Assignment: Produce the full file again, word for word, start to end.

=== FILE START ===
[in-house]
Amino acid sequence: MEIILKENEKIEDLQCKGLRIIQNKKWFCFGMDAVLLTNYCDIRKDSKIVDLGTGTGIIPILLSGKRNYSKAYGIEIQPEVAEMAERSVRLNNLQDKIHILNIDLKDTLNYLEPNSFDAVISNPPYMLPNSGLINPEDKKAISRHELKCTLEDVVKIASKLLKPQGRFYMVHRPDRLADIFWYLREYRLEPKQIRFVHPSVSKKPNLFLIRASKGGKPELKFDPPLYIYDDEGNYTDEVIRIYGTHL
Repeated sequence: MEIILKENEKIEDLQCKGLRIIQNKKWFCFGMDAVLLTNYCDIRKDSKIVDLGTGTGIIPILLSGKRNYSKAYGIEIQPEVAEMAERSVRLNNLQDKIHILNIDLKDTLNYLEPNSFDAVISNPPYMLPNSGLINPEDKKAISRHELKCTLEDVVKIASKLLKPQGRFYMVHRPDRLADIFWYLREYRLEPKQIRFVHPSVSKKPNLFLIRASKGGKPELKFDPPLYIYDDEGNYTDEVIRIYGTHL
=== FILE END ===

[in-house]
Amino acid sequence: MEIILKENEKIEDLQCKGLRIIQNKKWFCFGMDAVLLTNYCDIRKDSKIVDLGTGTGIIPILLSGKRNYSKAYGIEIQPEVAEMAERSVRLNNLQDKIHILNIDLKDTLNYLEPNSFDAVISNPPYMLPNSGLINPEDKKAISRHELKCTLEDVVKIASKLLKPQGRFYMVHRPDRLADIFWYLREYRLEPKQIRFVHPSVSKKPNLFLIRASKGGKPELKFDPPLYIYDDEGNYTDEVIRIYGTHL
Repeated sequence: MEIILKENEKIEDLQCKGLRIIQNKKWFCFGMDAVLLTNYCDIRKDSKIVDLGTGTGIIPILLSGKRNYSKAYGIEIQPEVAEMAERSVRLNNLQDKIHILNIDLKDTLNYLEPNSFDAVISNPPYMLPNSGLINPEDKKAISRHELKCTLEDVVKIASKLLKPQGRFYMVHRPDRLADIFWYLREYRLEPKQIRFVHPSVSKKPNLFLIRASKGGKPELKFDPPLYIYDDEGNYTDEVIRIYGTHL